By Derek Schlennstedt
An emergency relief centre is just as its name suggests – a place established to provide support and essential needs to persons affected by an emergency.
One of those relief centres which certainly lives up to its name has been duly recognised for their ongoing commitment to helping the wider community in the Dandenong Ranges, and on 2 August Australian philanthropist Philip Wollen, OAM, visited the Dandenong Ranges Emergency Relief Service (DRERS) to commend them on their amazing work.
Not only Did Mr Woolen praise DRERS for their work helping the community, but also he accepted the position of patron and donated $10,000 to the not-for-profit organisation.
Located in Belgrave, DRERS offers support to people who are homeless and disadvantaged. That support comes in the form of food, food vouchers, payment of prescriptions, clothing vouchers, assistance with paying bills, advocacy, referrals and crisis counselling.
Mr Wollen, a previous Australian of the Year winner said “DRERS was the best way” to help the hundreds of people in the hills area who do not have enough to eat, and hoped the hill community would support the organisation and the important work they did.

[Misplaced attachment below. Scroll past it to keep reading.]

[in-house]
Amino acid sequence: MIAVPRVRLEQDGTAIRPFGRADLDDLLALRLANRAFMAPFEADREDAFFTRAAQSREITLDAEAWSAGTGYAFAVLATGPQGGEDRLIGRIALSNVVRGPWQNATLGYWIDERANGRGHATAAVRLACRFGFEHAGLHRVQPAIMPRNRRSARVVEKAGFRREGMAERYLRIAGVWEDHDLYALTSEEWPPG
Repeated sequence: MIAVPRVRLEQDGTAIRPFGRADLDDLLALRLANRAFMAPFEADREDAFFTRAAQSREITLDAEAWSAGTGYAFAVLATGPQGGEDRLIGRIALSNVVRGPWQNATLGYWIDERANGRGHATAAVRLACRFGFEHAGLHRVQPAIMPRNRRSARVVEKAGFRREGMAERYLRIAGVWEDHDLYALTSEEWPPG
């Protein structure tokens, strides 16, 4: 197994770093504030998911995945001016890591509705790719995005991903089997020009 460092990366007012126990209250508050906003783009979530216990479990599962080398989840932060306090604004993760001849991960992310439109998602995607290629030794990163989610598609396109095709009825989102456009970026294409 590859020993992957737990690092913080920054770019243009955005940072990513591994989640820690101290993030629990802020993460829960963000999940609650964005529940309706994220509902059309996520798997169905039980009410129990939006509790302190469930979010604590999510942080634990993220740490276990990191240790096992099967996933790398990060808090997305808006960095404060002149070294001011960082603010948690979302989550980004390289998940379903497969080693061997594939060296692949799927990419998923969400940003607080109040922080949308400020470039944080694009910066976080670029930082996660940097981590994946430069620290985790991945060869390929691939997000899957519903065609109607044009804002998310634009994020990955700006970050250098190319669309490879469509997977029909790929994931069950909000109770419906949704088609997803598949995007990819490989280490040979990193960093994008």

“I am profoundly impressed by the work of DRERS, a small and vibrant organisation which punches above its weight,” he said.
“Their compassion and commitment to the most vulnerable members of our community is astonishing.”
Mr Wollen supports some 500 humanitarian projects in over 40 countries and heard of the charitable work that DRERS was undertaking through a close friend.
He said he felt honoured to have been offered the position of patron, and said that he and his wife Trix would continue to offer support to the organisation which he described ‘as having all the necessary qualities to help those living in the hills.
“As we travel around the world, we constantly look at small organisations that have certain qualities,” he said.
“They need to be ethical, caring for the community, and they need to care for the health of their community- after spending time with them, I discovered they had all three qualities.”
Tania Bevan, manager at DRERS said they were ‘honoured’ to receive the donation and to have him as patron and that the donation would be a big help in improving and delivering services.
“We feel very honoured and extremely pleased … it will certainly help us in providing resources we need to help those people at risk or who are homeless.”
“We aim to help people to become self-reliant, reducing their financial and emotional stress so that our community can become healthier and stronger,” Ms Bevan said.
Homeless week that highlights the need for homeless support ended on Sunday 13 August, and Mr Wollen’s donation was a timely reminder that these organisations need the help of the community.
Mr Wollen said that it was a community responsibility to support an organisation that helped disadvantaged members of the community.
“No business or organisation succeeds in a big theatre, unless it succeeds in its local area; I really call on everyone in the Dandenong Ranges to get behind this organisation which I’m going to be very proud to represent.”